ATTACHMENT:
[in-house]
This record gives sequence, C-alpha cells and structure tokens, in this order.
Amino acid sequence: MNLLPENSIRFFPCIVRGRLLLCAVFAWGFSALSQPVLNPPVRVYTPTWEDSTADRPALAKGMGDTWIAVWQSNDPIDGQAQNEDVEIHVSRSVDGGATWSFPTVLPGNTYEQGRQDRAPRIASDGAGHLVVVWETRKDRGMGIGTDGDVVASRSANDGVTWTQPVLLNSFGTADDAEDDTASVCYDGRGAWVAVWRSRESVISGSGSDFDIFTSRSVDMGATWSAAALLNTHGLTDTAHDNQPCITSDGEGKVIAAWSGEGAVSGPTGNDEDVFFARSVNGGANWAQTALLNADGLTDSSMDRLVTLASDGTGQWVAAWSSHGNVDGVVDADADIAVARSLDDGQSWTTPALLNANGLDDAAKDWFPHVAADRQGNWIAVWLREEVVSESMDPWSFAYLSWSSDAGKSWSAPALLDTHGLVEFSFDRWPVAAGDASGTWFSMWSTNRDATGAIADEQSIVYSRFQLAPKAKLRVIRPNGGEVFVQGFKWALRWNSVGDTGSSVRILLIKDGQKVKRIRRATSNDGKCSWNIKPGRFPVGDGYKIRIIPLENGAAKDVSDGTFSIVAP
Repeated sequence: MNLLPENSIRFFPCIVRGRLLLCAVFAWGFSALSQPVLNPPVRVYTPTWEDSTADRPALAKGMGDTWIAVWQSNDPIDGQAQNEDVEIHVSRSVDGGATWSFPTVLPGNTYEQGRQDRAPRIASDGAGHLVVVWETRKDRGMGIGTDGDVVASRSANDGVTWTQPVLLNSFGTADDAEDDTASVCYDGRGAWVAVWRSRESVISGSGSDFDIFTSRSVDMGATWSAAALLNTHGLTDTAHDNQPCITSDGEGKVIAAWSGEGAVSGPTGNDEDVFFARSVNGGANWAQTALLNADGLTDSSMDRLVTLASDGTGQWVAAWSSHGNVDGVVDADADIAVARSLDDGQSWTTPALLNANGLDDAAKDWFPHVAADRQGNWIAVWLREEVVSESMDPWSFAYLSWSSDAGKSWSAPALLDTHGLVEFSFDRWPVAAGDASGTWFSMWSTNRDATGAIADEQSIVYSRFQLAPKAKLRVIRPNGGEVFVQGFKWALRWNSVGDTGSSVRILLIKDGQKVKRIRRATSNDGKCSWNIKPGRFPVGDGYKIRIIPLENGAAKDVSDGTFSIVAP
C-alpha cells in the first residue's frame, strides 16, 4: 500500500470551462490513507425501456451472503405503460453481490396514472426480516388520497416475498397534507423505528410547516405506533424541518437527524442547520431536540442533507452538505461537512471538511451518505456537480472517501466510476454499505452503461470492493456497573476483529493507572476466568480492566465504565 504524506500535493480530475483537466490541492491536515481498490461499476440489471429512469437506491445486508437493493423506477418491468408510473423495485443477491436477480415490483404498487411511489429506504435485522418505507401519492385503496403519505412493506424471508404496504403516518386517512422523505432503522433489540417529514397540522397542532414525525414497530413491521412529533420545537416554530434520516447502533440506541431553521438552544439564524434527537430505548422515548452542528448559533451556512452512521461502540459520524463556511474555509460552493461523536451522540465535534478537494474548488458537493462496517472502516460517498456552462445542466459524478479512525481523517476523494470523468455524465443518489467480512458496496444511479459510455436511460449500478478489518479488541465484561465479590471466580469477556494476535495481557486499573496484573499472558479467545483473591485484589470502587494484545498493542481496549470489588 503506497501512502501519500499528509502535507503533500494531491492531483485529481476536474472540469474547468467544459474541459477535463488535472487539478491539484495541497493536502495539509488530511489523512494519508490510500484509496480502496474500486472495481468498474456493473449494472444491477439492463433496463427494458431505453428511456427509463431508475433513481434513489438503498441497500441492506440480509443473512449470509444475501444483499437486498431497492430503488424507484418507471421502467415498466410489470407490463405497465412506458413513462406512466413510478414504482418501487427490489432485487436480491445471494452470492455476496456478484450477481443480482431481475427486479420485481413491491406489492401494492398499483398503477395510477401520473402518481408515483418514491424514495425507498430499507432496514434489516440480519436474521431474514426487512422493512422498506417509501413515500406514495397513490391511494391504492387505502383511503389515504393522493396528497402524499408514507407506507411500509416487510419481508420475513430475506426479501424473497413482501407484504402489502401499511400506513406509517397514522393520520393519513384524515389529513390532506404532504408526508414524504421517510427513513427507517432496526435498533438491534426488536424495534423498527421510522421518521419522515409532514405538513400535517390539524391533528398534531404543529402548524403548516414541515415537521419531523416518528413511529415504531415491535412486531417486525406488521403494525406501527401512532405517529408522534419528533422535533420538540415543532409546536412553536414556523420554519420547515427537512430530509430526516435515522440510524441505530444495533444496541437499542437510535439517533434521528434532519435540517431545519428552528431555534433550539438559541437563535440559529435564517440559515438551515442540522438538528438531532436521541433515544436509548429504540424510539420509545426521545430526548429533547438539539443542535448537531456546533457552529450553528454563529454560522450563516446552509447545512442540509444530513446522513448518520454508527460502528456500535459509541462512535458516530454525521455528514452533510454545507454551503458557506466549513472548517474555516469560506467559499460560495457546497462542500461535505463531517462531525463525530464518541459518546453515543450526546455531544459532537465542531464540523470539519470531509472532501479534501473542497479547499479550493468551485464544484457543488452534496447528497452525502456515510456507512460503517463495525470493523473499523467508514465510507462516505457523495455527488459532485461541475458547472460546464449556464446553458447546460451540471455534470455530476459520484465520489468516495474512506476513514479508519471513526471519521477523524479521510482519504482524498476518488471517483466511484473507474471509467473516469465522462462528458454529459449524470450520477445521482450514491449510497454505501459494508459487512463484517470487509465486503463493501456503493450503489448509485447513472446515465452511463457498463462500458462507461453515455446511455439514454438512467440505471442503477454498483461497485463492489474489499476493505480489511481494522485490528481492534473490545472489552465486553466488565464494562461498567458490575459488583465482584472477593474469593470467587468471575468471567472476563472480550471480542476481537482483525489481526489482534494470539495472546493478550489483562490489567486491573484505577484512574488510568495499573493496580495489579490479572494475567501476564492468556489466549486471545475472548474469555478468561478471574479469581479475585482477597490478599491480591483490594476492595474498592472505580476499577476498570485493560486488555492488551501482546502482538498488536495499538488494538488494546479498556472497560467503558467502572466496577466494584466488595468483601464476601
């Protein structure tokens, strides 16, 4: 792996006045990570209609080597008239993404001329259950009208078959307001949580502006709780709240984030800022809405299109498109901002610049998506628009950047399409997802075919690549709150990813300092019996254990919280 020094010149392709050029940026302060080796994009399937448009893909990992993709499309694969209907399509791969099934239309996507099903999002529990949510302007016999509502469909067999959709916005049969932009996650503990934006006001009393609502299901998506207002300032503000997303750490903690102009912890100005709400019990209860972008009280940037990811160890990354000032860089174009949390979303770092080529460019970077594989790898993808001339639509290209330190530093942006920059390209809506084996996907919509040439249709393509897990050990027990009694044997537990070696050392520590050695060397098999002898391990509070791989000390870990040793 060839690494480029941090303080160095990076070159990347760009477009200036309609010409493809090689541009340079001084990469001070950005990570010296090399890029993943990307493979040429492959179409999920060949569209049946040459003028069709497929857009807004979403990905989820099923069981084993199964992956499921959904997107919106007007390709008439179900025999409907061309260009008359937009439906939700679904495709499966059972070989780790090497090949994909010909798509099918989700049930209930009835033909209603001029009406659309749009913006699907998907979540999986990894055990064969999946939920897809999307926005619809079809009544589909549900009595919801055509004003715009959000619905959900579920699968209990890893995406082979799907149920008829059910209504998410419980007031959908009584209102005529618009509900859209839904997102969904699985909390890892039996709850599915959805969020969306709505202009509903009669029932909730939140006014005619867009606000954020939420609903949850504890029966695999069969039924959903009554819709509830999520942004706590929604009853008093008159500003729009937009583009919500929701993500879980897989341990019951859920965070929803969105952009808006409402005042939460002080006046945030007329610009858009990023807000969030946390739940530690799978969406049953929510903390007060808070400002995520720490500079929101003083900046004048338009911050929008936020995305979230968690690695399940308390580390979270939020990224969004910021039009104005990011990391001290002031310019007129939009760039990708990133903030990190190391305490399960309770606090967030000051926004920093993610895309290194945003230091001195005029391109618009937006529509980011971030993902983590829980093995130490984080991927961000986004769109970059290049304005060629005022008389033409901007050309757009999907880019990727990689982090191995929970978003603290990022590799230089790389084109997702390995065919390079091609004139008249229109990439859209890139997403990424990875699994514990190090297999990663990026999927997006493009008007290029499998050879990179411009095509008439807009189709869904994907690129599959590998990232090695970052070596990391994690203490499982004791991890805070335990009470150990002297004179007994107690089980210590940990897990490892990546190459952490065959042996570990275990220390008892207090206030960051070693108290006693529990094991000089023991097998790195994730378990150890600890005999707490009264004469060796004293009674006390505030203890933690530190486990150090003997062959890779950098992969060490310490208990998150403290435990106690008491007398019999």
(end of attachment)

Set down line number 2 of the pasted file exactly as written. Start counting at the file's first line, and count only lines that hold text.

This record gives sequence, C-alpha cells and structure tokens, in this order.